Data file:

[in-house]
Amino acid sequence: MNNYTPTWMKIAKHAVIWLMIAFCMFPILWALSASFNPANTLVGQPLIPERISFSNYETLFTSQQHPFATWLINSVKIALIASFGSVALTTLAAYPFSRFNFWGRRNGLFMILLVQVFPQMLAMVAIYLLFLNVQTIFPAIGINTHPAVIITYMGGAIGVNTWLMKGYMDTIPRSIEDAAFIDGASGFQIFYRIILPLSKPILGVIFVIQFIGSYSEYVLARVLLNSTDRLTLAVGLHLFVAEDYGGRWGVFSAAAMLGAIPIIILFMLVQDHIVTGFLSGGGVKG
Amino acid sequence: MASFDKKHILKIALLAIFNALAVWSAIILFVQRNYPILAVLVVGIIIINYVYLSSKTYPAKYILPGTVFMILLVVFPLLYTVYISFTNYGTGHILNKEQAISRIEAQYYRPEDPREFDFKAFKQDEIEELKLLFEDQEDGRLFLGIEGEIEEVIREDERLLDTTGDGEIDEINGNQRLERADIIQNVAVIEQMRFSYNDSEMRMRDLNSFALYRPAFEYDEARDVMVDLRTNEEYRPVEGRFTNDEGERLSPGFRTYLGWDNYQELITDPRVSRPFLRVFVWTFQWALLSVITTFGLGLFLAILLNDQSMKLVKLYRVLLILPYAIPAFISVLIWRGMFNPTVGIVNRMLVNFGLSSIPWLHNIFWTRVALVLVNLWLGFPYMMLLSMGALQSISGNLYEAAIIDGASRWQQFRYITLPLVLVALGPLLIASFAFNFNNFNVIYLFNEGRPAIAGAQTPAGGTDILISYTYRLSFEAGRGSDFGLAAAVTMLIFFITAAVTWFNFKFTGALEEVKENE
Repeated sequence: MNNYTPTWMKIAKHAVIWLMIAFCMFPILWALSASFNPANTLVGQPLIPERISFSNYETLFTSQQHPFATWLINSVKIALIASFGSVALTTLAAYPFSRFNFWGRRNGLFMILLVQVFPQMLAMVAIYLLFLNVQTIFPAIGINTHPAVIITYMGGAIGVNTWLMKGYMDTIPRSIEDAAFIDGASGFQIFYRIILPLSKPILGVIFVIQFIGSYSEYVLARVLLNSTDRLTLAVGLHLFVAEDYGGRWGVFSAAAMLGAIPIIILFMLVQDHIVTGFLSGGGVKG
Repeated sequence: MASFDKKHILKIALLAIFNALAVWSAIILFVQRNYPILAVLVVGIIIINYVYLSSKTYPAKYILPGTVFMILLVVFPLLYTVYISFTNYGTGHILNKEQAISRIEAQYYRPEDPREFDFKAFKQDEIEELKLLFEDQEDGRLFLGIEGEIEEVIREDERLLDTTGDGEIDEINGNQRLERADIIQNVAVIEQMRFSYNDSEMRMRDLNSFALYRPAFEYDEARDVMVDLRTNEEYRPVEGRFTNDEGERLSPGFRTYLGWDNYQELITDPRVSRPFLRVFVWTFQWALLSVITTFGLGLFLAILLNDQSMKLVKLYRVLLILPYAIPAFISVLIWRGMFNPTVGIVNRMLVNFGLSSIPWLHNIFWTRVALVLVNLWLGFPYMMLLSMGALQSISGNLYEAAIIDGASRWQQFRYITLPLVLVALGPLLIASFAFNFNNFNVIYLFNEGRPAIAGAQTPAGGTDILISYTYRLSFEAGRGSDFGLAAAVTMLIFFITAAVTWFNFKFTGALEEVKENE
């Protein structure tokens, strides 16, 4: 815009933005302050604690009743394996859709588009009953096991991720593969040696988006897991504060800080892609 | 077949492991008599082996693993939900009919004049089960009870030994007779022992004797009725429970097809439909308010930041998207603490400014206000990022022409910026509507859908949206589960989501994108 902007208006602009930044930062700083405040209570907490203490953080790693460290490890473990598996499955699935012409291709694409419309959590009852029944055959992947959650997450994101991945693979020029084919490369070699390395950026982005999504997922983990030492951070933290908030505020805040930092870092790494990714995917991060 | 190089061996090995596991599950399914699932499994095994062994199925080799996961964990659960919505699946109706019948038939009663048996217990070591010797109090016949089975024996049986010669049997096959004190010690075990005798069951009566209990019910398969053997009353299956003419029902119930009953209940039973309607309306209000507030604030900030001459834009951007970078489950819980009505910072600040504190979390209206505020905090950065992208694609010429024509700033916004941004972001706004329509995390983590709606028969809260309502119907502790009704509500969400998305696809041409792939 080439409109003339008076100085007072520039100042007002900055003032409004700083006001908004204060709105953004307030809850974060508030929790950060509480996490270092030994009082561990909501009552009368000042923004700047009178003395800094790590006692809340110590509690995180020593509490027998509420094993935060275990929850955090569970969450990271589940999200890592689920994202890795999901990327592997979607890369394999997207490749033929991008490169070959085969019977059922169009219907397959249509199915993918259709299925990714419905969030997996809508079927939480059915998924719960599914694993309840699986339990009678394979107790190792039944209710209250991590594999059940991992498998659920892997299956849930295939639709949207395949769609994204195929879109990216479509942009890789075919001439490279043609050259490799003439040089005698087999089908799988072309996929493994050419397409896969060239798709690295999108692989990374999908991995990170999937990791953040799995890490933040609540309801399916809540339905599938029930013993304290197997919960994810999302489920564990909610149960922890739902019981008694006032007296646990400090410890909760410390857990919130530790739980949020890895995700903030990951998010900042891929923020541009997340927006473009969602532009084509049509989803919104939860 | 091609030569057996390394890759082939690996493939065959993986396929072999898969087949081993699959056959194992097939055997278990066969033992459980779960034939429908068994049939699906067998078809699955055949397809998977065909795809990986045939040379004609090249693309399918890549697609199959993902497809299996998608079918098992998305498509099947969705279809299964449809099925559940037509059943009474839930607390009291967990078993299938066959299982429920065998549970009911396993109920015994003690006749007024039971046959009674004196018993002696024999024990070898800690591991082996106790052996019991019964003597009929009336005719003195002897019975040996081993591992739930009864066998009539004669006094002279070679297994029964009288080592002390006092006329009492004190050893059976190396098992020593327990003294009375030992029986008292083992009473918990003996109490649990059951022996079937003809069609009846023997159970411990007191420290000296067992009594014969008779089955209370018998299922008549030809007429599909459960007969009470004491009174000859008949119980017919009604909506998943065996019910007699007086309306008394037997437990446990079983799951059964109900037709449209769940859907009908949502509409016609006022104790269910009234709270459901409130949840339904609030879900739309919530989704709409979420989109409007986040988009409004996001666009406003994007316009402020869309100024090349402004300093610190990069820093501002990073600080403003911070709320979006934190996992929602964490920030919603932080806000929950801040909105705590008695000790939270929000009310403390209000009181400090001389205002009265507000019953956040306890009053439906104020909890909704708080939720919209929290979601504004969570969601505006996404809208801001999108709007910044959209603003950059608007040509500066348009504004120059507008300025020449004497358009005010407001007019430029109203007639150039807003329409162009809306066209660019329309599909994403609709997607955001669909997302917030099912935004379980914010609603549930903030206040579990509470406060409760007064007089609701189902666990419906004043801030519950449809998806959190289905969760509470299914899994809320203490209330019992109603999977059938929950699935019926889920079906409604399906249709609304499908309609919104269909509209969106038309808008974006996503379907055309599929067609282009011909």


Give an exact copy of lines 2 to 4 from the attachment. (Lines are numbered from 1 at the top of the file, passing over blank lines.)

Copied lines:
Amino acid sequence: MNNYTPTWMKIAKHAVIWLMIAFCMFPILWALSASFNPANTLVGQPLIPERISFSNYETLFTSQQHPFATWLINSVKIALIASFGSVALTTLAAYPFSRFNFWGRRNGLFMILLVQVFPQMLAMVAIYLLFLNVQTIFPAIGINTHPAVIITYMGGAIGVNTWLMKGYMDTIPRSIEDAAFIDGASGFQIFYRIILPLSKPILGVIFVIQFIGSYSEYVLARVLLNSTDRLTLAVGLHLFVAEDYGGRWGVFSAAAMLGAIPIIILFMLVQDHIVTGFLSGGGVKG
Amino acid sequence: MASFDKKHILKIALLAIFNALAVWSAIILFVQRNYPILAVLVVGIIIINYVYLSSKTYPAKYILPGTVFMILLVVFPLLYTVYISFTNYGTGHILNKEQAISRIEAQYYRPEDPREFDFKAFKQDEIEELKLLFEDQEDGRLFLGIEGEIEEVIREDERLLDTTGDGEIDEINGNQRLERADIIQNVAVIEQMRFSYNDSEMRMRDLNSFALYRPAFEYDEARDVMVDLRTNEEYRPVEGRFTNDEGERLSPGFRTYLGWDNYQELITDPRVSRPFLRVFVWTFQWALLSVITTFGLGLFLAILLNDQSMKLVKLYRVLLILPYAIPAFISVLIWRGMFNPTVGIVNRMLVNFGLSSIPWLHNIFWTRVALVLVNLWLGFPYMMLLSMGALQSISGNLYEAAIIDGASRWQQFRYITLPLVLVALGPLLIASFAFNFNNFNVIYLFNEGRPAIAGAQTPAGGTDILISYTYRLSFEAGRGSDFGLAAAVTMLIFFITAAVTWFNFKFTGALEEVKENE
Repeated sequence: MNNYTPTWMKIAKHAVIWLMIAFCMFPILWALSASFNPANTLVGQPLIPERISFSNYETLFTSQQHPFATWLINSVKIALIASFGSVALTTLAAYPFSRFNFWGRRNGLFMILLVQVFPQMLAMVAIYLLFLNVQTIFPAIGINTHPAVIITYMGGAIGVNTWLMKGYMDTIPRSIEDAAFIDGASGFQIFYRIILPLSKPILGVIFVIQFIGSYSEYVLARVLLNSTDRLTLAVGLHLFVAEDYGGRWGVFSAAAMLGAIPIIILFMLVQDHIVTGFLSGGGVKG